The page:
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I was experimenting with array of pointers address calculation arithmetic.I got confused with the output of the above code.Could anyone explain whats happening?

void foo()
{
    int i=10,k=3,l=20,m=30;
    int *ary[2];
    ary[0]=&i;
    int b=20;
    ary[1]=&k;

    printf("%d\n",ary[0][1]);
}

Output is 3

Second program

void foo()
{
    int i=10,k=3,l=20,m=30;
    int *ary[2];
    ary[0]=&i;
    int b=20;
    ary[1]=&b;

    printf("%d\n",ary[0][1]);
}

Output is 20.

How is address calculation done in these above codes?

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What's the difference between those 2 programs? –  Jon Lin Jun 24 '12 at 6:44
    
What @Jon Lin said, and how are you calling foo? There's a chance for undefined behavior... –  K-ballo Jun 24 '12 at 6:44
    
The difference is that ari[1] is assigned &k in the first program and &b in the second. –  ObscureRobot Jun 24 '12 at 6:49
    
sorry....changed the code now...now it has no undefined behaviour.. –  vindhya Jun 24 '12 at 6:50
    
Both programs print 10 on my mac. –  ObscureRobot Jun 24 '12 at 6:54
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2 Answers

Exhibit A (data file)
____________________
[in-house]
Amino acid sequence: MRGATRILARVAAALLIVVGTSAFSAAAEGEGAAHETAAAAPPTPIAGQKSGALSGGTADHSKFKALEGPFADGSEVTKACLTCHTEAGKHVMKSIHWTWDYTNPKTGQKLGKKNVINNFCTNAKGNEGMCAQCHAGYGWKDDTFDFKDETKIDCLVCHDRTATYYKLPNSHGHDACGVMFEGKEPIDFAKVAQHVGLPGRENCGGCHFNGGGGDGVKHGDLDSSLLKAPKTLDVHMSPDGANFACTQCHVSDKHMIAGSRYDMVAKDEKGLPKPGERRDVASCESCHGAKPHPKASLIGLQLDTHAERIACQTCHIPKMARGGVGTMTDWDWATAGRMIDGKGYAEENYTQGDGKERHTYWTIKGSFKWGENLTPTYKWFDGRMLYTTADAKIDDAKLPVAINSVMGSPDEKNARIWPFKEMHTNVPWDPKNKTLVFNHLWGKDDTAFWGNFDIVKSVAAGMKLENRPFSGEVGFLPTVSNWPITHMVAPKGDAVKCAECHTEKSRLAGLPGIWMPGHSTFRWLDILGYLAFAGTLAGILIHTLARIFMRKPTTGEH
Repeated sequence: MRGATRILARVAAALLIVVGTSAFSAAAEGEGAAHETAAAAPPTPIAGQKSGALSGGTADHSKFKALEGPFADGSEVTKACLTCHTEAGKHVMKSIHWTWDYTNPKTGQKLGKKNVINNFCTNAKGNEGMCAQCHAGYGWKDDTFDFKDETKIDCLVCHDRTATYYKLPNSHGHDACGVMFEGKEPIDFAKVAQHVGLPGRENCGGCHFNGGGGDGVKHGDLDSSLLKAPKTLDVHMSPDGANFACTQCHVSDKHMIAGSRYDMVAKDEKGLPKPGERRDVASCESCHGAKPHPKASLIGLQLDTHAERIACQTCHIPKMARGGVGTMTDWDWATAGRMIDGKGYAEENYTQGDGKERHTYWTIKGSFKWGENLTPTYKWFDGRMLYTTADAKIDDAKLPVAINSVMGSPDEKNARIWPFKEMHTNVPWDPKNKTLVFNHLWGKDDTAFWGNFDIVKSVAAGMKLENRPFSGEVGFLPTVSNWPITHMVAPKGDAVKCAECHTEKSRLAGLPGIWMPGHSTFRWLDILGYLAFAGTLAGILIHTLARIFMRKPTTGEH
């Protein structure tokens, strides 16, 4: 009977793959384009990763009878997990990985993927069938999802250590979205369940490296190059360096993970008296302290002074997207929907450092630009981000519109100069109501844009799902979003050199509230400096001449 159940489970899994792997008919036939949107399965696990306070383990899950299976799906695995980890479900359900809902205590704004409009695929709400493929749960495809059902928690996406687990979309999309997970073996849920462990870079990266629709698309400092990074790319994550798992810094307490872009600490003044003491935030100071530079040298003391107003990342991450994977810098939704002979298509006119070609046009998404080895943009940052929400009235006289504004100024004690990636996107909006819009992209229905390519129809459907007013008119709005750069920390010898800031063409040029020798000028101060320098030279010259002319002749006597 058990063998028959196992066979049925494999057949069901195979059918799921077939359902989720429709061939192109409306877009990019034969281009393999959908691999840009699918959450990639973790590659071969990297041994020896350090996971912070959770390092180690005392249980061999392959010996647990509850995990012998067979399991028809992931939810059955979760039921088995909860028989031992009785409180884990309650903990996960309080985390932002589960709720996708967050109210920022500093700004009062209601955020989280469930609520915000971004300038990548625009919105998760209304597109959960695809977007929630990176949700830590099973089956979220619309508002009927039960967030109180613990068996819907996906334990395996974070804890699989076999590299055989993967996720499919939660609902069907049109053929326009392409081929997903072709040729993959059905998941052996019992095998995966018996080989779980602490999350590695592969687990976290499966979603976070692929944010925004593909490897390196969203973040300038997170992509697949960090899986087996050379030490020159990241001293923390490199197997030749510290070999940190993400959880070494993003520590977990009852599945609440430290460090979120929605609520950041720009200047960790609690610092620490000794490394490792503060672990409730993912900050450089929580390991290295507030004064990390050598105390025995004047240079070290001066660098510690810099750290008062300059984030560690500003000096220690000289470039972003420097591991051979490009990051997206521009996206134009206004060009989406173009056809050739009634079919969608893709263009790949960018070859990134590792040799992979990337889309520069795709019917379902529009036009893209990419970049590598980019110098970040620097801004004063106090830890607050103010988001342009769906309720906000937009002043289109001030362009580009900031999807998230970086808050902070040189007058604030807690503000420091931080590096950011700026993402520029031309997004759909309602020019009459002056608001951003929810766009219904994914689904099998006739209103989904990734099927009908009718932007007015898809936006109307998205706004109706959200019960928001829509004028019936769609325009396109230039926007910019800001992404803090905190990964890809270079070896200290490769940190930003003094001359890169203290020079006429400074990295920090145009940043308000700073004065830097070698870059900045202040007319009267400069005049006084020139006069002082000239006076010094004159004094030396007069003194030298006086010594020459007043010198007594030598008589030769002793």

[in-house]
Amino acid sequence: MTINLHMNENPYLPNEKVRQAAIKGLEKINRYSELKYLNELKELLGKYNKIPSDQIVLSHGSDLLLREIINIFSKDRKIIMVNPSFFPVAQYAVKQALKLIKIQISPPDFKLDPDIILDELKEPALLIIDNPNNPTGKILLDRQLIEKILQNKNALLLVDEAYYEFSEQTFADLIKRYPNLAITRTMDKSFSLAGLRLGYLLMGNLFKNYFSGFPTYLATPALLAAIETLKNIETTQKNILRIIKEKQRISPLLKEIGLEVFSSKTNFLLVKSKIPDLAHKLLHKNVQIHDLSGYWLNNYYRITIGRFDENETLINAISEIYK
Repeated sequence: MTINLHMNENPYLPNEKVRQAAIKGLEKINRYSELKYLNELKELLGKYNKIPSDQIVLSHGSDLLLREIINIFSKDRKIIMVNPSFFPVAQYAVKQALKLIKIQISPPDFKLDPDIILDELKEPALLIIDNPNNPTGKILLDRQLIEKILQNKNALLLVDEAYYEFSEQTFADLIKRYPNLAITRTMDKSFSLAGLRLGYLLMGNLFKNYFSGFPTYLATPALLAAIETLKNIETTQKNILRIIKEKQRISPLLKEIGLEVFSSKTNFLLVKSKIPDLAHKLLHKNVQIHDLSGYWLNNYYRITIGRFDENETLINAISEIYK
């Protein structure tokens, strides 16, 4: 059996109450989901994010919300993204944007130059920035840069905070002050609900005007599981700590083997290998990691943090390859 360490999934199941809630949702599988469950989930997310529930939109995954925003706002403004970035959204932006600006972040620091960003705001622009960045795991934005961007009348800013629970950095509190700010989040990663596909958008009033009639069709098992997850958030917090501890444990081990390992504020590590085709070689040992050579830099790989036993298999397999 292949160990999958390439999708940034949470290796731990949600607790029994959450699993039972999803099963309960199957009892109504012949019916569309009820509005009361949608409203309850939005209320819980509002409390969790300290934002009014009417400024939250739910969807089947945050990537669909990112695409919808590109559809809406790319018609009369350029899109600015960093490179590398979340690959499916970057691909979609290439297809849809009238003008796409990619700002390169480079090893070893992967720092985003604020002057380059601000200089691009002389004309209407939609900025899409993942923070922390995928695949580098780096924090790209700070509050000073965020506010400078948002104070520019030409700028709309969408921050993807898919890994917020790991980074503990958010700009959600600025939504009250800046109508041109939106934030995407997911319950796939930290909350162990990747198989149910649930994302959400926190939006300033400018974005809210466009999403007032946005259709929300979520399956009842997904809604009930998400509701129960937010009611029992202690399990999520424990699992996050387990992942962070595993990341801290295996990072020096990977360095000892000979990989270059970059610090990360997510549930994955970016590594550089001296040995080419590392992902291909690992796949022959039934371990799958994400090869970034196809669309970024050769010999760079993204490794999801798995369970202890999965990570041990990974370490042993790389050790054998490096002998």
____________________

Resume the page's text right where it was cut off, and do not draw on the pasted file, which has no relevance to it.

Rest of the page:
up vote 3 down vote accepted

In both code samples ary[0] is a pointer to a single integer. So when you do array[0][1] you're accessing that pointer out of bounds. So the behavior of both of your code samples is undefined.

The reason that you're getting the behavior you're seeing on your particular compiler is probably, that all the variables whose address you don't take are stored in registers and not in memory (or possibly they aren't stored at all because you never use them).

So in example 1 the only variables in memory are i and k. And in example 2 the only variables in memory are i and b. So in example 1 k is the variables that comes directly after i in memory and example 2 that variable is b.

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Your argument is

int *ary[]

and in function arguments, array decay to pointers. So you basically have

int** ary

You then set the pointer at index 0, presumably a valid index, to the value of a single variable.

ary[0]=&i;

Then your code prints

ary[0][1]

which is basically

( &i )[1]

triggering undefined behavior, hence whatever result you get is a valid result.

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my speculation was about how compiler does this.shouldnt it give value of variable immediately next to it.why does it gives value of k first time and then value of b next.shouldnt it give same variable each time? –  vindhya Jun 24 '12 at 6:58
    
@vindhya: When you trigger undefined behavior, the compiler has free pass to do whatever it wants to do. It could just crash, it could just return some random value, it could just return the variable immediately next to it... It could even decide that under no defined behavior will you call foo, and hence generate no code for it. –  K-ballo Jun 24 '12 at 7:01
    
oh..Ok..got it ....thanks... –  vindhya Jun 24 '12 at 7:03
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